Here is a company that in many ways shared the same fate as poor General Custer. Custer had a lot of successes in his life, but is remembered almost exclusively for his failure. The White Star Line was the premier ocean liner service of its day. It was formed in the middle of the 19th century and lasted until 1934, when it was taken over by Cunard. Nevertheless, it mainly is remembered for one ship, the Titanic. Item 221 is White Star, by Roy Anderson, published in 1964. It recounts the history of this most notable steamship company. Priced at $95.
Perhaps the sinking of the Titanic wasn't White Star's only mishap. Item 244 is Falling Star. Misadventures of White Star Line Ships. This book contains 256 pages and 125 photographs of setbacks suffered by the shipping line. The authors of this 1990 book are John P. Eaton and Charles A. Haas. $30.
So, in fairness to White Star, other lines had their share of mishaps too. Item 310 is Milton Watson's Disasters at Sea. Every Ocean Passenger Ship Catastrophe Since 1900… That would go up to around 1987, its publication date. Sounds like fun reading. $25.
We know Rockwell Kent mainly for his paintings and illustrations, and maybe for his left-of-center politics. He is not as well known for his writing, but he was quite skilled with the pen as well as the brush. Item 20 is his Salamina, published in 1935. For whatever reason, Kent decided to spend a winter in western Greenland, a place cold in summer, colder still and dark in winter. Most people lived in sod huts, tiny one-room houses crammed with large families. There was not a lot to do during the winter but sit around and wait. Conversation was not exactly free-flowing. What was there to talk about? Nevertheless, Kent found the people to be friendly and helpful. His book was named after his housekeeper/mistress, the widowed Salamina. This copy includes the first issue dust jacket, which displays the attractive Salamina emerging nude from the icy waters. It was soon replaced with a less risqué cover. $275.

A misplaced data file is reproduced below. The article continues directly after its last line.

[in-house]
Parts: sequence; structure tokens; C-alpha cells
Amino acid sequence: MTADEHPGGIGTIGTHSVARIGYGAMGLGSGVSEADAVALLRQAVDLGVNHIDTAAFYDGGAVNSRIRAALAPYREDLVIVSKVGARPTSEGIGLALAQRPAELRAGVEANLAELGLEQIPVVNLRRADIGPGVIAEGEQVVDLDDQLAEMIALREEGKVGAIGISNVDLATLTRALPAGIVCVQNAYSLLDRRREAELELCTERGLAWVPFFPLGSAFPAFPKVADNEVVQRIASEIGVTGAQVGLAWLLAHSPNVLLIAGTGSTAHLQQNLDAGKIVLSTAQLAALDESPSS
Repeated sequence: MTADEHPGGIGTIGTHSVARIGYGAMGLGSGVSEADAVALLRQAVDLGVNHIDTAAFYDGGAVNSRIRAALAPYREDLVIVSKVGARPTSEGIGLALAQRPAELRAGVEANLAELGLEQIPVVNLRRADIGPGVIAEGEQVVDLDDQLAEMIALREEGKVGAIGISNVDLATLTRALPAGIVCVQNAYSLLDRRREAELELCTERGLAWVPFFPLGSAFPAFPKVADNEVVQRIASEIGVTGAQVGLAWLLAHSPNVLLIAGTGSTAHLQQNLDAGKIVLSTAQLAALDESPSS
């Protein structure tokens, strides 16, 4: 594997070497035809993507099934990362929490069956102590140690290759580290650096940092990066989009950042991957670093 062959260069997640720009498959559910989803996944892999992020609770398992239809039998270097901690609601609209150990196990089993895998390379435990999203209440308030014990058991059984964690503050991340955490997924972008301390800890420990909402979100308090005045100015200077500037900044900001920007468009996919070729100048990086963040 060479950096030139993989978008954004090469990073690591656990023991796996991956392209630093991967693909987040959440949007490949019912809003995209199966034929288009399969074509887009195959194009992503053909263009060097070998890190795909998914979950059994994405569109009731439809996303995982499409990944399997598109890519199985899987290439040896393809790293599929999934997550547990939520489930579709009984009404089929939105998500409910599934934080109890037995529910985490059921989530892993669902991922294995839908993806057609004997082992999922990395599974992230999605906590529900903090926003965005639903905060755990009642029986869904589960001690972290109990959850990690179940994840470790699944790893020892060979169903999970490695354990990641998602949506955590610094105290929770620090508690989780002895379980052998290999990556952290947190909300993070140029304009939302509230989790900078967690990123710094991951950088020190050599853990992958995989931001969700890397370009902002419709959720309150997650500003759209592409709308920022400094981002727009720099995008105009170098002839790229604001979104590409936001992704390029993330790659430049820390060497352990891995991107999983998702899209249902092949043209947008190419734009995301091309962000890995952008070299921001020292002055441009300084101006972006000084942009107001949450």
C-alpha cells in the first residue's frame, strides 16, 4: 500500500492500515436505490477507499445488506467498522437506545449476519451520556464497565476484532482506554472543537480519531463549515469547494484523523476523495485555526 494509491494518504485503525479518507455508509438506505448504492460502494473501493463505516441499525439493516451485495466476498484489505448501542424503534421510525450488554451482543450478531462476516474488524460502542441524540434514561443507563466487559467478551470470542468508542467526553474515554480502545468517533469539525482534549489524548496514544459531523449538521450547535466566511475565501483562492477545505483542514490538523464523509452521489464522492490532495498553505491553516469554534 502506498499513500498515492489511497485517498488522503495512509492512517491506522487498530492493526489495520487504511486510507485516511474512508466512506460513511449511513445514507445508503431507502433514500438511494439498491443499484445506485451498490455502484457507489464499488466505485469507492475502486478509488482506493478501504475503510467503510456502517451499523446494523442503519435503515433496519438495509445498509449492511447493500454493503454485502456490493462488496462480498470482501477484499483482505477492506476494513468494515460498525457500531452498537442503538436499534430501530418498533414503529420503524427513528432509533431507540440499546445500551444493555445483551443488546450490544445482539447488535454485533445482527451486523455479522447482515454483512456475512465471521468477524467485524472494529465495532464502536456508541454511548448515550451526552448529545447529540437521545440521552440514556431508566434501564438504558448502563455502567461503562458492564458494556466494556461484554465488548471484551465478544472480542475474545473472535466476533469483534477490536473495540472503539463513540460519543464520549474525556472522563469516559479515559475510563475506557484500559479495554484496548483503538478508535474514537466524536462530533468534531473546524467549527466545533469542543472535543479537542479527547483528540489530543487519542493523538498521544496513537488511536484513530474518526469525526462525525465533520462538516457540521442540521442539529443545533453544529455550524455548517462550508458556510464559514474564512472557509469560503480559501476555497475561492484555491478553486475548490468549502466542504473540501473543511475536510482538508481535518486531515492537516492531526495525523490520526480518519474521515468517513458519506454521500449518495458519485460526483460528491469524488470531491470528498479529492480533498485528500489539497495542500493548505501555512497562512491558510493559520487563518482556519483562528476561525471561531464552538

Here is a particularly unpleasant story of a ship sinking: Women and Children Last. The Loss of the Steamship Arctic, by A.C. Brown, published in 1961. The Arctic was the largest and most luxurious passenger ship when it went down off the coast of Newfoundland in 1854. It was the pride of the Collins Line, a major carrier at the time. It collided with a French ship that stayed sufficiently afloat to make it back to port. The title says it all, at least as far as the public was concerned. No women or children survived, though 61 men did, including some of the crew. Some of the men, including the Captain, survived by clinging to pieces of wreckage, but some of the crew escaped by taking the lifeboats. Among those who did not make it were the wife and two children of Collins Line manager Edward Collins. Item 181. $35.
As long as we're on the subject of wrecks, here is one of the railroad items: Archive of Train Wreck Photographs. This picture book was published anonymously in the 1930s. It includes 66 photographs of railroad disasters with the wire service captions from International News Photos which accompanied them. These include locations, description of event, casualties, causes, and other pertinent data about these mostly American, but occasional Canadian, Mexican, and European disasters. Item 546. $175.
Item 506 is Mary L. Baker's Whales, Dolphins, and Porpoises of the World. One wants to add the word "Unite!" to the end of this title. Overthrow those who would take you for your blubber, oil, or make you perform at Sea World. Alas, this 1987 book is just a description of various species of these ocean mammals. $18.
John Paul Jones was America's first naval hero. His harassment of British ships during the Revolution was both an inspiration and help to America's revolutionary forces. After the war, Jones offered his services to Russia, and eventually made his way to France, where he died in 1792. So, why do we have an official congressional document regarding Jones from 1846? It seems some of his heirs were still fighting for forgone salary and prizes they believed Jones was owed. Item 128 is John Paul Jones - Heirs of. Rep No. 206, 29th Congress, 1st Session. Several of Jones' naval engagements are described, and supporting letters from Franklin and Jefferson are included. $75.
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